Argentinian composer Ulises Conti has been extremely active over the last decade, working in theatre, dance and film. For fans, Atlas (2003-2013) is a wonderful compendium of his work to date; for newcomers, it’s a worthy introduction. Japan’s Flau label may not have discovered Conti, but it will certainly bring his work to an expanded audience. Those who like what they hear are directed to the artist’s website, which hides links to other works, each symbolized by an illustrated head: giraffe, bunny, seahorse.
The collection is loosely sequenced by timbre rather than by time, with the piano pieces followed by lap steel compositions and concluding with viola works. The less active french horn provides some of the album’s finest moments, beginning with the very first notes. “Cañones ocultos entre las flores” (“Canyons hidden among the flowers”) is a reversal of expectations that sets the stage for the remainder of the set. When the instrument returns five tracks later, it’s like a welcome friend.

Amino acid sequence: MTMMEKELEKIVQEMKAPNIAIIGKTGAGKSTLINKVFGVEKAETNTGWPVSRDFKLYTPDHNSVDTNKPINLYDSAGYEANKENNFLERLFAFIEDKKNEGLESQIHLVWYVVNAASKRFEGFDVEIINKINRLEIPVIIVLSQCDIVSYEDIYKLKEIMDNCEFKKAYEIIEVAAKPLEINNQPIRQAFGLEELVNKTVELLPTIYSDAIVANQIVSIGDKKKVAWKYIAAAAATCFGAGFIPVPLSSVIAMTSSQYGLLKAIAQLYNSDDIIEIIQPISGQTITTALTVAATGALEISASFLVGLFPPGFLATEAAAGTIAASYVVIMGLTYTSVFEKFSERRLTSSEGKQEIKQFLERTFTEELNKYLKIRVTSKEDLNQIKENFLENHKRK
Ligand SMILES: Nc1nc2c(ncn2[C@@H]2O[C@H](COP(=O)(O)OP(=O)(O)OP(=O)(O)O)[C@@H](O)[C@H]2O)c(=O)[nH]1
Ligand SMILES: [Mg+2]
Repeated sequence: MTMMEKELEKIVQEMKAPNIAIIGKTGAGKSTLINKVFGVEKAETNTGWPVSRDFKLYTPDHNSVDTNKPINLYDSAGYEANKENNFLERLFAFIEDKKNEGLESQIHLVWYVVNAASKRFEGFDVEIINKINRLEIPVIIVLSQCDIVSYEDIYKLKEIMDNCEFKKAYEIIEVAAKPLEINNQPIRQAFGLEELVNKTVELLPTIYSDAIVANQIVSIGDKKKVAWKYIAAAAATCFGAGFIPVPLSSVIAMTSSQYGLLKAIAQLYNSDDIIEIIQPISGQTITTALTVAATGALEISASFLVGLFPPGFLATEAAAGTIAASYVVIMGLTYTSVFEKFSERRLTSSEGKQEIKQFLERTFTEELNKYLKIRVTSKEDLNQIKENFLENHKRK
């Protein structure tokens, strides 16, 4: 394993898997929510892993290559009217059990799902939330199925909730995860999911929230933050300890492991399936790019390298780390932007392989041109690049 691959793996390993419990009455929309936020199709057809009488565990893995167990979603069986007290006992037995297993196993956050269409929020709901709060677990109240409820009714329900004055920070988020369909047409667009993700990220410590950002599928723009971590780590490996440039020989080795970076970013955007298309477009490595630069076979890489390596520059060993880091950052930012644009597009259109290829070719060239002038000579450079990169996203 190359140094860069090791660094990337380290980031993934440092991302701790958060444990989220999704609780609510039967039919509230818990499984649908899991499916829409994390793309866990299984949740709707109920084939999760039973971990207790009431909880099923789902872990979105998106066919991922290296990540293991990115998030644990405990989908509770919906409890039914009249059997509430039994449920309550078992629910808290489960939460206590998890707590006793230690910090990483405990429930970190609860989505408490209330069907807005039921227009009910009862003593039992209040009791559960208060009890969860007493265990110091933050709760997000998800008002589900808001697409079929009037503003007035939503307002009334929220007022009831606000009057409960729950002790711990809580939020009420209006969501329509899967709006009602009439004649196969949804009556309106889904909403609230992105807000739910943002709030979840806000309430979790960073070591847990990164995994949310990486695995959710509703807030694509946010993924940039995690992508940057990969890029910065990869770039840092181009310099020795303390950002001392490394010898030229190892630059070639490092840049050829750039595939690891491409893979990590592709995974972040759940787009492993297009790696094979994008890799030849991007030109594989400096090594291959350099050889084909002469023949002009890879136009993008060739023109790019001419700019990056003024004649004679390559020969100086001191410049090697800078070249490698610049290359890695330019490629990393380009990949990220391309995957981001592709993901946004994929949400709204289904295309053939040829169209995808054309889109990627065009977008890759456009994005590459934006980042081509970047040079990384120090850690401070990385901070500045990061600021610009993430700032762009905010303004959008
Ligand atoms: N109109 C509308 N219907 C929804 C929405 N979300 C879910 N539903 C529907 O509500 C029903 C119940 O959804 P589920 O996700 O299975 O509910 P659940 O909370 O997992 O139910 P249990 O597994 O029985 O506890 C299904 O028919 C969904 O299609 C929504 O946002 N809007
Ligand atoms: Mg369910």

In “Extrañas luces caen del cielo” (“Strange lights falling from the sky”), the foreground is awash in mournful strings, while the background swirls with ambient washes and tastefully odd percussion. The track reflects its title: disorienting, yet mesmerizing. “Adivinación en lagos” (“Divination in lakes”) continues to delve into experimentalism, as a light dissonant hue contributes a welcome edge. But the album’s clear highlight is its widescreen, orchestral closer, “Distancias olvidadas” (“Distances forgotten”), which sounds as fresh now as it must have sounded in 2007. In this piece, all of the elements work together, united for a common cause; and the final minute is the album’s best. While listening, the distances of a decade are forgotten as well. Contemporary and contemplative, Atlas is a timely celebration of an artist in his prime. (Richard Allen)